The lens 33 then focusses the beam into the virtual point P2 which, as shown in the FIG., is situated below the reflecting surface of the object 34, the FIG. showing the device in a state where the motor 40 have not yet finished bringing the lens 33 back to a position where the point P2 coincides with the surface of the object 34.
After reflecting at the surfaces of the object 34, the beam effectively converges at the real point P4 from which it continues in the form of a divergent beam which is taken up by the lens 33 and emerges from it in the form of a convergent beam which, after reflecting at the mirror 32, coverges towards a point situated on the axis X3 X4 beyond the cells 36 and 37.
Accordingly, the cells 36 and 37 finally intercept the beam before it is focussed again, with the result that a light spot defined in the sectional plane by the points B1 and B2 is formed on the cells.
In order to determine which of the two cells 36 and 37 is the more illuminated, it is not advisable to a assimilate the zone 41 intercepted by the fitting 39 with the zone 18 blocked out by the mask 15 in FIGS. 1 and 2. This can be seen by referring to FIG. 4 which is a view in section along a plane perpendicular to the axis X1 X2 and situated at the level of the lens 33. The axis X3 X4 is the same as that in FIG. 3, but is projected onto this plane. The circle 43 defines the external contour of the lens 33 and the internal contour of the mounting 35 of which the external contour is defined by the circle 45. The circle 42 defines the cross-section of the light beam incident through the plane of the FIG. whilst the rays R1 to R4 are represented by their trace in that plane.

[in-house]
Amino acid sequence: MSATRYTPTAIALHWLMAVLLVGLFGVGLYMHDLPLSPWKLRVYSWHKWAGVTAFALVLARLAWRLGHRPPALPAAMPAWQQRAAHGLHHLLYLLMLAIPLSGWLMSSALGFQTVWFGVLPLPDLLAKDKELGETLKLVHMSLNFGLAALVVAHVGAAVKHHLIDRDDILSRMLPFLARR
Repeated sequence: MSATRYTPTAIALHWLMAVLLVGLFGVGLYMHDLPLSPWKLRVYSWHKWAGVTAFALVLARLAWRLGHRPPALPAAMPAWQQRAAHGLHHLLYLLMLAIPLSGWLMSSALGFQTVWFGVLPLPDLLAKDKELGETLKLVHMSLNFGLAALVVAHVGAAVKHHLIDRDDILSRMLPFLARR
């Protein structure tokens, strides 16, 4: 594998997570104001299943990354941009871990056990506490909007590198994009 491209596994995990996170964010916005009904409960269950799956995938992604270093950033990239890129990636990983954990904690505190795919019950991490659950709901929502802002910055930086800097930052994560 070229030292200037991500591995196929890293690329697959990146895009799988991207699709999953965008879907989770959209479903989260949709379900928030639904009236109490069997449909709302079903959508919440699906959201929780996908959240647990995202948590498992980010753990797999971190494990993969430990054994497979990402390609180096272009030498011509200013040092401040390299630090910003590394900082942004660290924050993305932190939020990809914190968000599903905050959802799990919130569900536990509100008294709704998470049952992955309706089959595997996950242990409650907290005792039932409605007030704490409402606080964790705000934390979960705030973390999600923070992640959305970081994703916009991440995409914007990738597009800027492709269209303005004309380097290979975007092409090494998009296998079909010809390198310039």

It can thus be seen that these three circles defines three zones:
a vertically hatched zone 41 corresponding to that part of the beam which is intercepted by the mounting 45;
a central zone 44 which corresponds to that part of the beam which passes through the lens 33;
a horizontally hatched zone 46 which corresponds to that part of the lens which is not illuminated by the beam and which defines a virtual blocked beam 46 in FIG. 3.
The light beam emerging from the lens 33 may thus be presented as emanating from the choice of one of the following three incident light beams:
the real beam illuminating the zones 41 and 44 blocked out by the real mask 41;
a virtual beam illuminating the zones 44 and 46 blocked out by the virtual mask 46;